Nuclear Energy | Wilson Center

Nuclear Energy

Double Jeopardy: Combating Nuclear Terror and Climate Change

As the consequences of climate change grow ever more dire, it seems imperative that we use every alternative to carbon-based fuels—but does this include nuclear energy? 
 

Nuclear Energy and the United States-Mexico 123 Agreement

Mexico’s nuclear program dates back to the 1950s with research being performed at universities around the country and the creation of the Comisión Nacional de Energía Nuclear (CNEN) by presidential decree in 1956 under the conviction that peaceful nuclear energetic and non-energetic applications could contribute to scientific and technological development of Mexico. In 2016, the governments of both Mexico and the United States announced an agreement for cooperation concerning peaceful uses of nuclear energy.

Proliferation, Plutonium, and Power: The Carter Administration and Japan’s Search for a Plutonium Economy

Japan and the United States faced a serious rift in relations in the late 1970s over the future of civilian nuclear power. Japan hoped that the reprocessing of spent reactor fuel into plutonium would provide an abundant, domestically produced, and economical power source. The United States, especially under the Carter administration, saw an increase in the global stockpile of plutonium as a major proliferation threat.

Event Transcript: Powering Brazil - The Outlook for Brazil's Energy and Mining Sectors, with Minister Bento Albuquerque

On March 7, 2019, Brazil’s Minister of Mines and Energy Bento Albuquerque spoke at the Wilson Center on the outlook for Brazil’s energy and mining sectors under the new administration.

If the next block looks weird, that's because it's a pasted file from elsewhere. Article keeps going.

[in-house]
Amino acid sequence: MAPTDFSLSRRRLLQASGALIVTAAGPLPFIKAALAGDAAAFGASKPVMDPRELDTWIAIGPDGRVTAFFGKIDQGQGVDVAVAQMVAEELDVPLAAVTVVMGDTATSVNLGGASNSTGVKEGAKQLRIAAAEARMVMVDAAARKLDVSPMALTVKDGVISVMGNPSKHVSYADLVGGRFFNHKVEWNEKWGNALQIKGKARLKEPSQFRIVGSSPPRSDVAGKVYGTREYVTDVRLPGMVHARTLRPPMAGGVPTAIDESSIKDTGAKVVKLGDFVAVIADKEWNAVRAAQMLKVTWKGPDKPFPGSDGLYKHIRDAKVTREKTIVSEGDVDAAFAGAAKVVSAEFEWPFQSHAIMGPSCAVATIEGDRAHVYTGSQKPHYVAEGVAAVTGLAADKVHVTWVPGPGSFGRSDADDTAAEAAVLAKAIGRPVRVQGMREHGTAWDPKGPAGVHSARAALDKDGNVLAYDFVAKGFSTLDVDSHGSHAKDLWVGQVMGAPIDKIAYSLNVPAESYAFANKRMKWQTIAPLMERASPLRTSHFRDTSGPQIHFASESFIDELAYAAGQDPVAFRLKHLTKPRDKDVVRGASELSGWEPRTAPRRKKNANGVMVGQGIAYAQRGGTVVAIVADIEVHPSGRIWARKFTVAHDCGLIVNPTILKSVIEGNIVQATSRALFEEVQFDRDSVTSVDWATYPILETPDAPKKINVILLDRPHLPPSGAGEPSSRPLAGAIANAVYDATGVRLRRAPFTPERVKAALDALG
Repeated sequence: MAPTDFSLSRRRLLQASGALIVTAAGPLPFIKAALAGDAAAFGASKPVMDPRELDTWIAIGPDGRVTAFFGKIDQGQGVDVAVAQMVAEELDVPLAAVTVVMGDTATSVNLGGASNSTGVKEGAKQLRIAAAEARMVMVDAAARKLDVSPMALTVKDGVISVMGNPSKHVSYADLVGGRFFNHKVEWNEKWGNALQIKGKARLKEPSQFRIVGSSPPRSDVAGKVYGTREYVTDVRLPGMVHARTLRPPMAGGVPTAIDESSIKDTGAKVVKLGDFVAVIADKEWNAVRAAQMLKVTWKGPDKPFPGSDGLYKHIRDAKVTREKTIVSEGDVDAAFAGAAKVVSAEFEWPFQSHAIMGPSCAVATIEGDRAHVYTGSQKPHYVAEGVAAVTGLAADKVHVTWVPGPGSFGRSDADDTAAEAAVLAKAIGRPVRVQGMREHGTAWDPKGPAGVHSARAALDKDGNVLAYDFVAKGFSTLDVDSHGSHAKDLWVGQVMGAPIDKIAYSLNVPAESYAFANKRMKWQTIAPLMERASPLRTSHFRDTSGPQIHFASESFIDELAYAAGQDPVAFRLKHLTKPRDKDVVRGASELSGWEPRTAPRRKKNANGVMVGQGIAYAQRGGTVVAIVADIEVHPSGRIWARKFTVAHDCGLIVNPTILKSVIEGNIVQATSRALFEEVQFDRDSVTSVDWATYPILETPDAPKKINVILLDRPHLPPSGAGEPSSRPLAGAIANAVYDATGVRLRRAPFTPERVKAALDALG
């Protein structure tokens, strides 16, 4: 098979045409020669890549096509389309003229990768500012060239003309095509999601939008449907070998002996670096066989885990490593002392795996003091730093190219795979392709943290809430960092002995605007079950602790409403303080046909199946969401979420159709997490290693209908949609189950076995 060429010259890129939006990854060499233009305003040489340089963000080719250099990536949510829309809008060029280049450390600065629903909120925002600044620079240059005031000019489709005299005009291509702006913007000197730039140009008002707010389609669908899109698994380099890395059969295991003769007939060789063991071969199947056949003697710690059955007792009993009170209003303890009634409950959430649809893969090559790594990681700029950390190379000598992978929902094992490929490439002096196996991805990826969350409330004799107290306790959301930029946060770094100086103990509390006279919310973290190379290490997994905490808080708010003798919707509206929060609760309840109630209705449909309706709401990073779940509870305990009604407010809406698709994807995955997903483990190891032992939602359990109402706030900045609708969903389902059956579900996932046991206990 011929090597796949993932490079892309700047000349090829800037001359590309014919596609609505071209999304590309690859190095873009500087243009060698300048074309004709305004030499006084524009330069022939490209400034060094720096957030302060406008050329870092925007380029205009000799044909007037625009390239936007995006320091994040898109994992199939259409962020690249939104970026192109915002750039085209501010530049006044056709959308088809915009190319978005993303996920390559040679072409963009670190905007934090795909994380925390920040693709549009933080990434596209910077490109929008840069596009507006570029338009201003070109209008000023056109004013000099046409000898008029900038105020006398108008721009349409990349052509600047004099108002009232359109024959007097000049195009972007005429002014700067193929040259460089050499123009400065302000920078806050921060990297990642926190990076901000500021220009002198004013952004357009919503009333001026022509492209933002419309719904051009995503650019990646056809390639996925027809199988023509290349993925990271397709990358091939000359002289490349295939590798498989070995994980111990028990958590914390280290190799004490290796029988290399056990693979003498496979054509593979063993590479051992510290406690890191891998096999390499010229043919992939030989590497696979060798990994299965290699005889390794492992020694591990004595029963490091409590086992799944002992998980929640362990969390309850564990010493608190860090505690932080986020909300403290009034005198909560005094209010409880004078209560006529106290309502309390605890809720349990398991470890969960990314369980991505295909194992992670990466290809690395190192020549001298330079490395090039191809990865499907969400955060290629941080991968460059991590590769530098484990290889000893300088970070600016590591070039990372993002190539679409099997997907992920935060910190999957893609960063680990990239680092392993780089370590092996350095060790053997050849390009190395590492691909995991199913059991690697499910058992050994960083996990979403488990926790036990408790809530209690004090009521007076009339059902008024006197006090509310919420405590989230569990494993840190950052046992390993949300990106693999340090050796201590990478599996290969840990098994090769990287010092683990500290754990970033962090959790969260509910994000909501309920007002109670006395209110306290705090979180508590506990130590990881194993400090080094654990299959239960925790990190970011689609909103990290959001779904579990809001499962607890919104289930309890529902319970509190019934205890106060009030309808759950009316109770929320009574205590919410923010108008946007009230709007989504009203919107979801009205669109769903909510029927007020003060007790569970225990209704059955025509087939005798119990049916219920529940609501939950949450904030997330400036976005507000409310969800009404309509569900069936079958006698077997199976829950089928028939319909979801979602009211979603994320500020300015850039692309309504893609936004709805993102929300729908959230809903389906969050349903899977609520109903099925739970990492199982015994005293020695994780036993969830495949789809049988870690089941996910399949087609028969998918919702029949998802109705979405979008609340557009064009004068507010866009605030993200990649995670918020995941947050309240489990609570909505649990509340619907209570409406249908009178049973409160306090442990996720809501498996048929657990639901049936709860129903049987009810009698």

The Minister was candid in his recognition of the challenges ahead for Brazil, but assured that the government remains committed to strengthening governance and improving the legal and regulatory processes in the mining and energy sectors: work that has been given new urgency following the devastating collapse of the tailings mine in Brumadinho in February 2019.

POSTPONED: One Belt One Road, and Many Power Plants: Linking China’s Domestic and Global Energy Ambitions

Chinese investments in One Belt One Road energy projects reached $4.83 billion in 2016, and have been dominated by coal—driven in part by a general slowdown of domestic coal plant construction. China’s war on pollution and push to meet its Paris climate agreement obligations have strengthened domestic investments into wind and solar, as well as nuclear power. There are currently 440 nuclear power plants throughout the world, and China is seeking to add 250 plants to that total, both in-country and along the Belt and Road.

Mexico and the Nuclear Summit: Can Peña Nieto Seize the Opportunity?

President Enrique Peña Nieto is in Washington this week to participate in the Nuclear Summit hosted by U.S. President Obama. While most attention has been focused on the participation of other countries in the talks, the explicit request by the United States government for the Mexican President’s presence offers an opportunity to focus on Mexico’s highly positive role in the global nuclear non-proliferation and safeguards regime.

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Iran’s Nuclear Chess: After the Deal

Robert Litwak, author of “Iran’s Nuclear Chess: After the Deal,” assessed the terms and prospective implementation of the nuclear agreement reached between Iran and the P5+1.

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